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Howard Berry, The Conversation
Howard Berry, The Conversation
It’s been half a century since the magnificent Apollo 11 moon landing, yet many people still don’t believe it actually happened. Conspiracy theories about the event dating back to the 1970s are in fact more popular than ever. A common theory is that film director Stanley Kubrick helped NASA fake the historic footage of its six successful moon landings.
But would it really have been possible to do that with the technology available at the time?
I’m not a space travel expert, an engineer or a scientist. I am a filmmaker and lecturer in film post-production, and – while I can’t say how we landed on the moon in 1969 – I can say with some certainty that the footage would have been impossible to fake.
Here are some of the most common beliefs and questions – and why they don’t hold up.
There are two different ways of capturing moving images. One is film, actual strips of photographic material onto which a series of images are exposed. Another is video, which is an electronic method of recording onto various mediums, such as moving magnetic tape. With video, you can also broadcast to a television receiver. A standard motion picture film records images at 24 frames per second, while broadcast television is typically either 25 or 30 frames, depending on where you are in the world.
READ MORE: How many people does it take to keep a conspiracy alive?
If we go along with the idea that the moon landings were taped in a TV studio, then we would expect them to be 30 frames per second video, which was the television standard at the time.
However, we know that video from the first moon landing was recorded at ten frames per second in SSTV (Slow Scan television) with a special camera.
Some people may contend that when you look at people moving in slow motion, they appear to be in a low gravity environment. Slowing down film requires more frames than usual, so you start with a camera capable of capturing more frames in a second than a normal one – this is called overcranking.
When this is played back at the normal frame rate, this footage plays back for longer. If you can’t overcrank your camera, but you record at a normal frame rate, you can instead artificially slow down the footage, but you need a way to store the frames and generate new extra frames to slow it down.
Apollo Lunar Television Camera, as it was mounted on the side of the Apollo 11 Lunar Module when it telecasted Armstrong’s ‘One small step’. Photo by NASA
At the time of the broadcast, magnetic disk recorders capable of storing slow motion footage could only capture 30 seconds in total, for a playback of 90 seconds of slow motion video.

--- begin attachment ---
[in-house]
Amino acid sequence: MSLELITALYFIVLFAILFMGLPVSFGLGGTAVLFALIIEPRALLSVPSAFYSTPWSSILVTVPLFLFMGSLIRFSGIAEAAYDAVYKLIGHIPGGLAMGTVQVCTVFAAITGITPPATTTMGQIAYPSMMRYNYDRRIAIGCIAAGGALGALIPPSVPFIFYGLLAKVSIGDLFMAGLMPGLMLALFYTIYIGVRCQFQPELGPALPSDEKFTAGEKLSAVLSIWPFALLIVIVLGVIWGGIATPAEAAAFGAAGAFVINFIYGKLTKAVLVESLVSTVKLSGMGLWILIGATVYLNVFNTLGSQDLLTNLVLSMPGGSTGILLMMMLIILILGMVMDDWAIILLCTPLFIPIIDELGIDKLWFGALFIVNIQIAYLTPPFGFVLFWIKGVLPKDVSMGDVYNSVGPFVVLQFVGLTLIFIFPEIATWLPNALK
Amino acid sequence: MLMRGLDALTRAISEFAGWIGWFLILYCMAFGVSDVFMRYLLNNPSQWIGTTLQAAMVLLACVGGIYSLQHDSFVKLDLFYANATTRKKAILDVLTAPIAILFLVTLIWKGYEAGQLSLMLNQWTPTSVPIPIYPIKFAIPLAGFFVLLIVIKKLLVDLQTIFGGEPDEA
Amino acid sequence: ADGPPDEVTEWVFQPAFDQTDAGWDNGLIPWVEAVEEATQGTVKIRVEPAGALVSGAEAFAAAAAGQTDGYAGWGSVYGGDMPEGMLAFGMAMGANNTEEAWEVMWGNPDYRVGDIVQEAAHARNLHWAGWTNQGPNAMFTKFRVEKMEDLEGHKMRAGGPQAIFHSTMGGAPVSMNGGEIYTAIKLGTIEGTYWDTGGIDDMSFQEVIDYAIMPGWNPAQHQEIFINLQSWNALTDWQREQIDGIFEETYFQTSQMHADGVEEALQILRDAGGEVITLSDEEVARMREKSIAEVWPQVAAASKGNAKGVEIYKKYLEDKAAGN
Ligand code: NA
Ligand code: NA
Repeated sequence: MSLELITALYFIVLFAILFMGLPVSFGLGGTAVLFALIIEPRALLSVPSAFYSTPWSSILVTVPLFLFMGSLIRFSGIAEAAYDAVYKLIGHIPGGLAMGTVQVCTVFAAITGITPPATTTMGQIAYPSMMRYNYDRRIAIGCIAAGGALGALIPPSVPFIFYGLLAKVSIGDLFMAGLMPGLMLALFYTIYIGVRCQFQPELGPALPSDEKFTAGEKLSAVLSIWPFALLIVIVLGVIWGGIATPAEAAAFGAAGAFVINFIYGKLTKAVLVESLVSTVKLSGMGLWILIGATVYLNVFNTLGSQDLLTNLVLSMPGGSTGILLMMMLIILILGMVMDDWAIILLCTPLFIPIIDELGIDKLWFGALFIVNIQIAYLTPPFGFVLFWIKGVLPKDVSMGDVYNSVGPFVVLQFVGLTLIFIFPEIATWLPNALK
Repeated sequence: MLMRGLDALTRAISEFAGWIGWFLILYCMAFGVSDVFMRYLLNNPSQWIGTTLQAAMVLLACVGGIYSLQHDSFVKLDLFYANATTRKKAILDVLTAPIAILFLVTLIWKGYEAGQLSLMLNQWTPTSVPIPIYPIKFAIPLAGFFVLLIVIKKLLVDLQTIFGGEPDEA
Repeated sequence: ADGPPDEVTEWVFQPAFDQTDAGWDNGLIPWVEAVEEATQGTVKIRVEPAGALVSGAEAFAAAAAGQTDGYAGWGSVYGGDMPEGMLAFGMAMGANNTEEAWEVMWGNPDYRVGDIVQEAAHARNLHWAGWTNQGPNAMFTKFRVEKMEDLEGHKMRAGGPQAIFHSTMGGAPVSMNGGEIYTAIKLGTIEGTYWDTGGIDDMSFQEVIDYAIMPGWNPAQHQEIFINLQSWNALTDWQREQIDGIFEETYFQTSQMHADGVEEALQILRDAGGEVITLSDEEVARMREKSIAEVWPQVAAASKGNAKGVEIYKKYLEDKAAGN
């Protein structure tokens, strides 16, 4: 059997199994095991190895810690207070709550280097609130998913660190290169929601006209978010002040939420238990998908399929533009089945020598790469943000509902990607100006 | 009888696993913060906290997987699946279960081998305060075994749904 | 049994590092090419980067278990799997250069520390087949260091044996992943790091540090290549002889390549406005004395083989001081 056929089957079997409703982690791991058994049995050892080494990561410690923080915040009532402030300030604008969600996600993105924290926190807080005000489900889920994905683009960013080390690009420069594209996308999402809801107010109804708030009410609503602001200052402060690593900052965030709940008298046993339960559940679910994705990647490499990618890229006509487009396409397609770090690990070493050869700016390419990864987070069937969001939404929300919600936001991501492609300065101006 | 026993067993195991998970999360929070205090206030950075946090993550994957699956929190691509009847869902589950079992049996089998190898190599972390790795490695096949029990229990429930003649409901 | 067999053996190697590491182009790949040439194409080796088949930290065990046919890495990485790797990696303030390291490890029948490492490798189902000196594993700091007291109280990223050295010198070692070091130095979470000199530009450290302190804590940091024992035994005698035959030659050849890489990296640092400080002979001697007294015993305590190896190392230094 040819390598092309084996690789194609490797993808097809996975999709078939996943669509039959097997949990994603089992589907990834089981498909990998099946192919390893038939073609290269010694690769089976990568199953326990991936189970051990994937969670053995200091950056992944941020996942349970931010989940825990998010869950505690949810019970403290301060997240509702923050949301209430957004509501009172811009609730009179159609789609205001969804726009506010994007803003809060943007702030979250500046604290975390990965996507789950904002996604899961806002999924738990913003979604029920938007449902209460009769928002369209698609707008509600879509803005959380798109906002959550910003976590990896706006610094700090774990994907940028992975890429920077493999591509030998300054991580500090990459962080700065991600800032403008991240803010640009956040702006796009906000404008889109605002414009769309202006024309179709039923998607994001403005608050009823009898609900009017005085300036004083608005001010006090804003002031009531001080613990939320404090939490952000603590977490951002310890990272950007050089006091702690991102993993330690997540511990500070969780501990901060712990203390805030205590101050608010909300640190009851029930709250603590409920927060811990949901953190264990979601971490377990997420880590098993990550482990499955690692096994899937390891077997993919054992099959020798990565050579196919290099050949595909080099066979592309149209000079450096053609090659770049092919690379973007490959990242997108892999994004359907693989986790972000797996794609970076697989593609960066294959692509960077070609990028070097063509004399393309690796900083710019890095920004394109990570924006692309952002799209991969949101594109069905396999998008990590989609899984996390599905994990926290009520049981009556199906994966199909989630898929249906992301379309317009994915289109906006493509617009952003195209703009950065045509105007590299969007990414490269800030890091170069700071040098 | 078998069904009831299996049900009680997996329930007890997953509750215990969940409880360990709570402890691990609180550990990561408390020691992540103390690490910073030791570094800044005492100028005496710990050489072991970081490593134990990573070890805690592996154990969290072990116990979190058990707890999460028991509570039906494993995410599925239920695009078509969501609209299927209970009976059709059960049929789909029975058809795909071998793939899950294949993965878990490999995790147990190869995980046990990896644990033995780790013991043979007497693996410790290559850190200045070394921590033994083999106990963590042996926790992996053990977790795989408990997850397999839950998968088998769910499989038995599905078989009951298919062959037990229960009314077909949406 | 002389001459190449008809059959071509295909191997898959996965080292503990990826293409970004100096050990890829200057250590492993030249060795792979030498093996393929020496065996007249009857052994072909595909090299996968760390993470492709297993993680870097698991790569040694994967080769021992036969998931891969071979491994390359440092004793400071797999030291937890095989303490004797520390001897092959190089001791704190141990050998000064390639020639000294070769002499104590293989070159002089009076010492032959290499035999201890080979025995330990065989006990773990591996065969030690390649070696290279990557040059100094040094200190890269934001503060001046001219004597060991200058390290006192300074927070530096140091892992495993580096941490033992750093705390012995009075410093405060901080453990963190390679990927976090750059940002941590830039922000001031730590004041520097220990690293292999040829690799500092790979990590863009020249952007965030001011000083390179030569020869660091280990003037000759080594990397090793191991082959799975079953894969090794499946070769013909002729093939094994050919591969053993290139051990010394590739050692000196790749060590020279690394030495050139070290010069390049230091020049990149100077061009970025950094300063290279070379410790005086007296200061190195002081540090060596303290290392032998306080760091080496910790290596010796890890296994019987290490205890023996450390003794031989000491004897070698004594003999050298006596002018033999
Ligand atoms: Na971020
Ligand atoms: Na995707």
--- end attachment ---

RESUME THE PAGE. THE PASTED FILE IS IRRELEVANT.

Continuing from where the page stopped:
To capture 143 minutes in slow motion, you’d need to record and store 47 minutes of live action, which simply wasn’t possible.
Well, maybe they did have a super secret extra storage recorder – but one almost 3,000 times more advanced? Doubtful.
That’s a bit of logic at last!
But shooting it on film would require thousands of feet of film. A typical reel of 35mm film – at 24 frames per minutes second – lasts 11 minutes and is 1,000 foot long.
If we apply this to 12 frames per second film (as close to ten as we can get with standard film) running for 143 minutes (this is how long the Apollo 11 footage lasts), you would need six and a half reels.
These would then need to be put together. The splicing joins, transfer of negatives and printing – and potentially grains, specks of dust, hairs or scratches – would instantly give the game away.
There are none of these artefacts present, which means it wasn’t shot on film. When you take into account that the subsequent Apollo landings were shot at 30 frames per second, then to fake those would be three times harder. So the Apollo 11 mission would have been the easy one.
Apollo 11 crew member Buzz Aldrin salutes the U.S. flag. Image courtesy of NASA History Office and the NASA JSC Media Services Center
It isn’t. After the flag is let go, it settles gently and then doesn’t move at all in the remaining footage. Also, how much wind is there inside a TV studio?
There’s wind in the desert, I’ll accept that. But in July, the desert is also very hot and you can normally see heat waves present in footage recorded in hot places. There are no heat waves on the moon landing footage, so it wasn’t filmed in the desert. And the flag still isn’t moving anyway.
Yes, it’s a spotlight – a spotlight, 93 million miles away. It’s called the sun.
Look at the shadows in the footage. If the light source were a nearby spotlight, the shadows would originate from a central point. But because the source is so far away, the shadows are parallel in most places rather than diverging from a single point. That said, the sun isn’t the only source of illumination – light is reflected from the ground too. That can cause some shadows to not appear parallel. It also means we can see objects that are in the shadow.
Stanley Kubrick. Photo by Instituto María Auxiliadora Neuquén/Flickr, CC BY-SA
Stanley Kubrick could have been asked to fake the moon landings. But as he was such a perfectionist, he would have insisted on shooting it on location. And it’s well documented he didn’t like to fly, so that about wraps that one up… Next?
I give up.
This article was originally published on The Conversation. Read the original article.
Howard Berry is the head of post-production and program leader for MA Film and Television Production at the University of Hertfordshire's School of Creative Arts.
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